Erotic imagery in these films does not make its usual direct appeal to the viewer. In the somewhat pedantic TeKuzure, by Shiroyasu Suzuki, images of a woman's vagina accompany a lecture heard on the sound track on the difference between the "Perfect" circles of geometry and the "flexible" lines of the human body. Suzuki fails to film that body with anything approaching what I could call human feeling. More interesting is Nobuhiro Kawanaka's ShiShosetsu, whose slow motion and warm, filmstock colors deny close-ups of a woman's breasts some of their anatomic power. Throughout this film, little dark clouds, like puffs of smoke, rise through the image at apparently random moments; it's as if we are sitting behind a smoker in a screening room, and we're put at a further cinematic distance.

In Makoto Tezuka's Model, a model's image is humorously treated by being compared not only to itself via split screen but to other images, from a movie monster's to the Virgin Mary's. The use of a split screen and vertically moving frame lines for alternating images places the spectator squarely inside the machine of cinema itself.

I find myself of two minds about much of this work. While I want to recommend these programs to anyone interested in independent film, I see a danger in the stance that these filmmakers present. By abolishing so completely the ideas of an individual self and of physical nature, they lose much of the dialectical richness of mountain-as-mountain versus mountain-as-film that provides such complex paradoxes and meanings in American avant-garde film. Here we have differences only among cinematic techniques and degrees of illusion, differences that seem largely rhetorical. Almost every one of these films proceeds through some form of inventory of cinematic illusion. A Polaroid photo becomes a moving image. A fragment of an image moves across the frame to suddenly find its place, like a piece of a puzzle, in the whole. The music to many of the films sounds computer generated. Can these filmmakers explore any of the "great questions"--even those that appear most to concern them, such as the relationship of man to machine--if they abandon the idea that there are differences between the organic and inorganic, illusion and reality?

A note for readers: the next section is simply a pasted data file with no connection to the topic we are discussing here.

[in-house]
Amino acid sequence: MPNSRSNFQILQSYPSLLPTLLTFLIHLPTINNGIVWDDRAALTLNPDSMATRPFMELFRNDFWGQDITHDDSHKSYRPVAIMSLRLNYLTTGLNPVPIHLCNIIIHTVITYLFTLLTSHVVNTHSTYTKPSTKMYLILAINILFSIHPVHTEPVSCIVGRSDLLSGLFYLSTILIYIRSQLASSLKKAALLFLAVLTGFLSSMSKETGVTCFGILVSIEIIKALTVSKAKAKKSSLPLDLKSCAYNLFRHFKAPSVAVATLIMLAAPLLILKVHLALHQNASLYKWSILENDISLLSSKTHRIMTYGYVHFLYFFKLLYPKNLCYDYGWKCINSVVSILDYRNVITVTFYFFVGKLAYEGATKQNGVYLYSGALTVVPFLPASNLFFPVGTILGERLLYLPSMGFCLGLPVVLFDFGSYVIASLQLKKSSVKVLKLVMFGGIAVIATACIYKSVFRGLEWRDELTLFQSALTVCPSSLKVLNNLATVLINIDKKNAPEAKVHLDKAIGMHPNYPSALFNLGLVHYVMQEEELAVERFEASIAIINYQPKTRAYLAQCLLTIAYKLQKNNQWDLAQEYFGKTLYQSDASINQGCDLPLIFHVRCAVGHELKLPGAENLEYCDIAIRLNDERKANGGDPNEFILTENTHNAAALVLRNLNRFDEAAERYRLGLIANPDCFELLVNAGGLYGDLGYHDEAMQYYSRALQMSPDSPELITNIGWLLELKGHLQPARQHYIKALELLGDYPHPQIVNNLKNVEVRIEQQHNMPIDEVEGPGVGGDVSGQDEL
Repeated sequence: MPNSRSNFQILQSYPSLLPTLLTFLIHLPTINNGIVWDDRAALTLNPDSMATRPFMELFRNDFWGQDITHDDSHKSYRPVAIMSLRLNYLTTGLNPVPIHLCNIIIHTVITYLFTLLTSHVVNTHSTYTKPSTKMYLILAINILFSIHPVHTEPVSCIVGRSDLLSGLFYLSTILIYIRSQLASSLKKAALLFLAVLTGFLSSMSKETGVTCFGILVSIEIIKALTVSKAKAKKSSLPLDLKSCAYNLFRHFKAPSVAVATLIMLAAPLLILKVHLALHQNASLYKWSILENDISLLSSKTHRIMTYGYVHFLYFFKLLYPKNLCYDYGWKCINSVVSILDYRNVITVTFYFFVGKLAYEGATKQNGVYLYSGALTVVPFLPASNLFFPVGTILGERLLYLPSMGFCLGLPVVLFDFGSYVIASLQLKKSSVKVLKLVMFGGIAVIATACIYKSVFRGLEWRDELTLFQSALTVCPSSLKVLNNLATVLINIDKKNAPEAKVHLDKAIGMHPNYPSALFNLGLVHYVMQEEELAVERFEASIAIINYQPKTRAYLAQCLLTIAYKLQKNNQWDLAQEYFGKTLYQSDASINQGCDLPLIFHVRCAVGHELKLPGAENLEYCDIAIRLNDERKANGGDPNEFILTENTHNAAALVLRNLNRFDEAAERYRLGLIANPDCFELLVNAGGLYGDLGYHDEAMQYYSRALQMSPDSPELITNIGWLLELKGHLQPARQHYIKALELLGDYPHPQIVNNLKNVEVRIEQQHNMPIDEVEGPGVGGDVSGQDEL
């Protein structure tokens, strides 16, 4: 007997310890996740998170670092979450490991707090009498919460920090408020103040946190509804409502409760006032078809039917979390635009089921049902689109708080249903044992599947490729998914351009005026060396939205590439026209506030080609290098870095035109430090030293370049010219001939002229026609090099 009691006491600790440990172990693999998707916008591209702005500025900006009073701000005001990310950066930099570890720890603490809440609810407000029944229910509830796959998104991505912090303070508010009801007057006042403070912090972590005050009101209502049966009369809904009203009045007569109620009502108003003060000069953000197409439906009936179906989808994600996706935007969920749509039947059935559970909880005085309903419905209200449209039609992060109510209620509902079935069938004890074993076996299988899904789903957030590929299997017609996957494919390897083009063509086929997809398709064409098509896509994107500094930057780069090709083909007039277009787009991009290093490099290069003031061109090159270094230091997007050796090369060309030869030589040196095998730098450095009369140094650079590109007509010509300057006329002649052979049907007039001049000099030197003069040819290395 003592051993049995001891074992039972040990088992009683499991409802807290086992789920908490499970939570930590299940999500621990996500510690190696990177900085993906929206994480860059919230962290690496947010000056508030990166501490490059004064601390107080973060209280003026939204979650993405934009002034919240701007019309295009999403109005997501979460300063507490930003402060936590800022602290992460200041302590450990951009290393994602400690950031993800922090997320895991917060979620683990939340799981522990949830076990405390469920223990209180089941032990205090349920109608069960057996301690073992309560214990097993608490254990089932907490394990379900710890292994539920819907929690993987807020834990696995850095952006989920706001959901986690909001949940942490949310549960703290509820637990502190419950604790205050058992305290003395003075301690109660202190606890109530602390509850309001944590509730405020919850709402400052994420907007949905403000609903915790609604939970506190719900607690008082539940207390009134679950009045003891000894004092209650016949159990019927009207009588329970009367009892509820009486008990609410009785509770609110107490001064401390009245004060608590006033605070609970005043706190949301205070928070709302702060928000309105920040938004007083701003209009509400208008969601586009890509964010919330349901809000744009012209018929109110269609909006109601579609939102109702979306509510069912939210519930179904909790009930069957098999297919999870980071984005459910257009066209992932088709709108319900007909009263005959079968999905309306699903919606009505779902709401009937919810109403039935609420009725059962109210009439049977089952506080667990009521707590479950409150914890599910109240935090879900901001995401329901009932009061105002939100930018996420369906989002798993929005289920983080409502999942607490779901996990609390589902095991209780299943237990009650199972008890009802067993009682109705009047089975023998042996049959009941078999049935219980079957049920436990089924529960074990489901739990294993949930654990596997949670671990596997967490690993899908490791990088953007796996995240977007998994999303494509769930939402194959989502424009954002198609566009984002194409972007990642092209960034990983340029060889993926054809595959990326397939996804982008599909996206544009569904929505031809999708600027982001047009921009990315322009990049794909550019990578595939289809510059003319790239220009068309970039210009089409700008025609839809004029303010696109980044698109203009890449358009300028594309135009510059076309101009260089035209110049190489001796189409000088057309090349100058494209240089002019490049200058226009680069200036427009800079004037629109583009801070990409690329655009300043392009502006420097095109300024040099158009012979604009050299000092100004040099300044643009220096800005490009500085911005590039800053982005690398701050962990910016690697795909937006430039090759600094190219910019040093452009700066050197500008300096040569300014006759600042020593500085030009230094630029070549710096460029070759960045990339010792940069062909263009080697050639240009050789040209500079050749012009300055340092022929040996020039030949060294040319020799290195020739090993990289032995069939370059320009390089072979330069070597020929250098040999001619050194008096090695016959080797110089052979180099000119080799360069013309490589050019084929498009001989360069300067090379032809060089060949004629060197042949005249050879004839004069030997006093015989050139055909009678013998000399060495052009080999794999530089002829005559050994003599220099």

On the other hand, as art moves onward, new movements that seem to ignore or contradict the old eventually supplant them anyway, the musings of critics notwithstanding. It does strike me that the direction these Japanese films are taking is perhaps more appropriate to our current age than would be the romantic thrusts of earlier generations. For a child growing up in the age of television, rock video, video games, and computers, particularly in a society as collectivist as Japan's, is it unnatural for an individual soul trying to reconcile itself to the external world to explore the form of that world? The plot of the rather silly Hollywood film Tron, in which one traveled inside a computer, here becomes the structure of the work--each film has been constructed as a particular kind of machine. These films leave me with a nagging question about what our world has become, and for raising the issue in so forceful and totally cinematic a way each deserves praise.